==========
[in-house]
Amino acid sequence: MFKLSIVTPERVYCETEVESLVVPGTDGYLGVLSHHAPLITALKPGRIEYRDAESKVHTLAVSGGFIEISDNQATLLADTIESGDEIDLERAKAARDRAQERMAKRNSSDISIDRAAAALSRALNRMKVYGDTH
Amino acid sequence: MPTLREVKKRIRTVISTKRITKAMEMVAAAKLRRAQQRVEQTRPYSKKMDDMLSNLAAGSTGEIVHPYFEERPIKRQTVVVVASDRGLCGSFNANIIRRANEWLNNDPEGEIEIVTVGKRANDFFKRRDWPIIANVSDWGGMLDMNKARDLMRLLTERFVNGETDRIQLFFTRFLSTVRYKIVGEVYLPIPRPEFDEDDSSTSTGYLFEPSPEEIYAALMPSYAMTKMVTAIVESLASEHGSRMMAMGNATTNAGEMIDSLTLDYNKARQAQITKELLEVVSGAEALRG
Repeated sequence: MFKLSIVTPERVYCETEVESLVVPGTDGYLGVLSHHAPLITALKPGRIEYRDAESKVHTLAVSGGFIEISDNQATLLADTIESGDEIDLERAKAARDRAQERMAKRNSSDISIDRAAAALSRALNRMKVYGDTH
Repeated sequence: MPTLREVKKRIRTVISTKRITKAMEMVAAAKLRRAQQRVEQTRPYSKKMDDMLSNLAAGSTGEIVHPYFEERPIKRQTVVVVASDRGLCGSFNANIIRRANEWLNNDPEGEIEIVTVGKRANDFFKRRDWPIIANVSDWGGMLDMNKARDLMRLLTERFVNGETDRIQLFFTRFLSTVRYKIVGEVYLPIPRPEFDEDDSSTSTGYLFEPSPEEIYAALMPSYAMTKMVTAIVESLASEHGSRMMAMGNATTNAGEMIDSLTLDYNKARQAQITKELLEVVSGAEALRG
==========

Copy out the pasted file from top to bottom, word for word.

[in-house]
Amino acid sequence: MFKLSIVTPERVYCETEVESLVVPGTDGYLGVLSHHAPLITALKPGRIEYRDAESKVHTLAVSGGFIEISDNQATLLADTIESGDEIDLERAKAARDRAQERMAKRNSSDISIDRAAAALSRALNRMKVYGDTH
Amino acid sequence: MPTLREVKKRIRTVISTKRITKAMEMVAAAKLRRAQQRVEQTRPYSKKMDDMLSNLAAGSTGEIVHPYFEERPIKRQTVVVVASDRGLCGSFNANIIRRANEWLNNDPEGEIEIVTVGKRANDFFKRRDWPIIANVSDWGGMLDMNKARDLMRLLTERFVNGETDRIQLFFTRFLSTVRYKIVGEVYLPIPRPEFDEDDSSTSTGYLFEPSPEEIYAALMPSYAMTKMVTAIVESLASEHGSRMMAMGNATTNAGEMIDSLTLDYNKARQAQITKELLEVVSGAEALRG
Repeated sequence: MFKLSIVTPERVYCETEVESLVVPGTDGYLGVLSHHAPLITALKPGRIEYRDAESKVHTLAVSGGFIEISDNQATLLADTIESGDEIDLERAKAARDRAQERMAKRNSSDISIDRAAAALSRALNRMKVYGDTH
Repeated sequence: MPTLREVKKRIRTVISTKRITKAMEMVAAAKLRRAQQRVEQTRPYSKKMDDMLSNLAAGSTGEIVHPYFEERPIKRQTVVVVASDRGLCGSFNANIIRRANEWLNNDPEGEIEIVTVGKRANDFFKRRDWPIIANVSDWGGMLDMNKARDLMRLLTERFVNGETDRIQLFFTRFLSTVRYKIVGEVYLPIPRPEFDEDDSSTSTGYLFEPSPEEIYAALMPSYAMTKMVTAIVESLASEHGSRMMAMGNATTNAGEMIDSLTLDYNKARQAQITKELLEVVSGAEALRG